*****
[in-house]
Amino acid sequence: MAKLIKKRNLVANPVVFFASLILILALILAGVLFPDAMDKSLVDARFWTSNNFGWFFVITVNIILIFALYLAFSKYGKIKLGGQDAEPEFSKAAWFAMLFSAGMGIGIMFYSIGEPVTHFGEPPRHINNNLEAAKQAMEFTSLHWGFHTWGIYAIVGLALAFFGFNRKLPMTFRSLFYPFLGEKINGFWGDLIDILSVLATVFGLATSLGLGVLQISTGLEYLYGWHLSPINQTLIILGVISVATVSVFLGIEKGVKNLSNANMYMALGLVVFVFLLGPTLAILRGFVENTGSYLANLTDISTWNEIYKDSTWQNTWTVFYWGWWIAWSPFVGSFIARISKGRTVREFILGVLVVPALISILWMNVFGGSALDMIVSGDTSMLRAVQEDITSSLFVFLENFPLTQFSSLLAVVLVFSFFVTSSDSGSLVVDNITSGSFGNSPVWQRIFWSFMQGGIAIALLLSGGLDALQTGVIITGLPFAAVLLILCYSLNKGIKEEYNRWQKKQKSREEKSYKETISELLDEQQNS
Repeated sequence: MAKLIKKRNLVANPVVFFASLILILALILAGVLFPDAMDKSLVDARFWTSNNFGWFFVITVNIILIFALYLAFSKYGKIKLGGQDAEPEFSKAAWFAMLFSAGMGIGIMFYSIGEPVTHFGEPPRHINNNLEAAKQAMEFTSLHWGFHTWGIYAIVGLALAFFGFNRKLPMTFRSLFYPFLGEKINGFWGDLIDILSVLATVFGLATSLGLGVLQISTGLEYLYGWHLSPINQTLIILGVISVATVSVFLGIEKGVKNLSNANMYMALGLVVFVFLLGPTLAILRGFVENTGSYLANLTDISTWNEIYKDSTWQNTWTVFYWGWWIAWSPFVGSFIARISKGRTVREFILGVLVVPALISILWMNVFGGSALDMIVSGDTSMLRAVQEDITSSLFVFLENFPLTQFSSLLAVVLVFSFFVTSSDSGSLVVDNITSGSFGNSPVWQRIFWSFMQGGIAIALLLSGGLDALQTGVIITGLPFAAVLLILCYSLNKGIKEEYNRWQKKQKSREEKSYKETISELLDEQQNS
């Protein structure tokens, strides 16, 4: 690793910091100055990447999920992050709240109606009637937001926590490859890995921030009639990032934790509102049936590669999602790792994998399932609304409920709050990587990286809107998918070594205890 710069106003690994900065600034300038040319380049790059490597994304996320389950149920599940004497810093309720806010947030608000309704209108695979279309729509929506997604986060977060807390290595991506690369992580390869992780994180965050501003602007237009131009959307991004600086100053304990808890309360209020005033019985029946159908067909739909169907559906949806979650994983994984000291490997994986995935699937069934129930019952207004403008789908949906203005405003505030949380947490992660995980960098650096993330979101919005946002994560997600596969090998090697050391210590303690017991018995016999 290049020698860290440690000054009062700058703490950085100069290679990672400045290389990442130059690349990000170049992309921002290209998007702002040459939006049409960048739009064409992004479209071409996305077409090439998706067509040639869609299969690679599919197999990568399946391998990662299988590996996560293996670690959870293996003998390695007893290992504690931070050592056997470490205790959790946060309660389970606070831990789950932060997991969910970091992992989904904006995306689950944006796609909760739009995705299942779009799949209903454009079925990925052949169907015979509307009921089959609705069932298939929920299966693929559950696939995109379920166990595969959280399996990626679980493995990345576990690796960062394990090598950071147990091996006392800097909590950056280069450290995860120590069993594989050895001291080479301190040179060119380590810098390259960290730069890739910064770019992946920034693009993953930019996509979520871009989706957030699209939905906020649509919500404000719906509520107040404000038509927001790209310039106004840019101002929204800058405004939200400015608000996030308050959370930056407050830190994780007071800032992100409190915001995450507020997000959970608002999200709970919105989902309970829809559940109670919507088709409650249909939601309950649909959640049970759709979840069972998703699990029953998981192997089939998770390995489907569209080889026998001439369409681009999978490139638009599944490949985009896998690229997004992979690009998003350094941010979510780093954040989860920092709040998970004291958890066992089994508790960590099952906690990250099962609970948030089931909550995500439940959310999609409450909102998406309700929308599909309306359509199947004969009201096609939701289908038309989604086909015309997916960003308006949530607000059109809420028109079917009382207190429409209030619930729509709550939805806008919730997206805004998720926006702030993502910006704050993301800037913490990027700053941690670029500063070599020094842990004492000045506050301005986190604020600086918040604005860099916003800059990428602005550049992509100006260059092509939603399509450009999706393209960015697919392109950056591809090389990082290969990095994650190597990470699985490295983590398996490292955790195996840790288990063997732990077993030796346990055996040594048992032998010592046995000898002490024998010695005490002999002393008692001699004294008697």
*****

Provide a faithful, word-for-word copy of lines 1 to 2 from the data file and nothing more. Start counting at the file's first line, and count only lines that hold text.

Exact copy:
[in-house]
Amino acid sequence: MAKLIKKRNLVANPVVFFASLILILALILAGVLFPDAMDKSLVDARFWTSNNFGWFFVITVNIILIFALYLAFSKYGKIKLGGQDAEPEFSKAAWFAMLFSAGMGIGIMFYSIGEPVTHFGEPPRHINNNLEAAKQAMEFTSLHWGFHTWGIYAIVGLALAFFGFNRKLPMTFRSLFYPFLGEKINGFWGDLIDILSVLATVFGLATSLGLGVLQISTGLEYLYGWHLSPINQTLIILGVISVATVSVFLGIEKGVKNLSNANMYMALGLVVFVFLLGPTLAILRGFVENTGSYLANLTDISTWNEIYKDSTWQNTWTVFYWGWWIAWSPFVGSFIARISKGRTVREFILGVLVVPALISILWMNVFGGSALDMIVSGDTSMLRAVQEDITSSLFVFLENFPLTQFSSLLAVVLVFSFFVTSSDSGSLVVDNITSGSFGNSPVWQRIFWSFMQGGIAIALLLSGGLDALQTGVIITGLPFAAVLLILCYSLNKGIKEEYNRWQKKQKSREEKSYKETISELLDEQQNS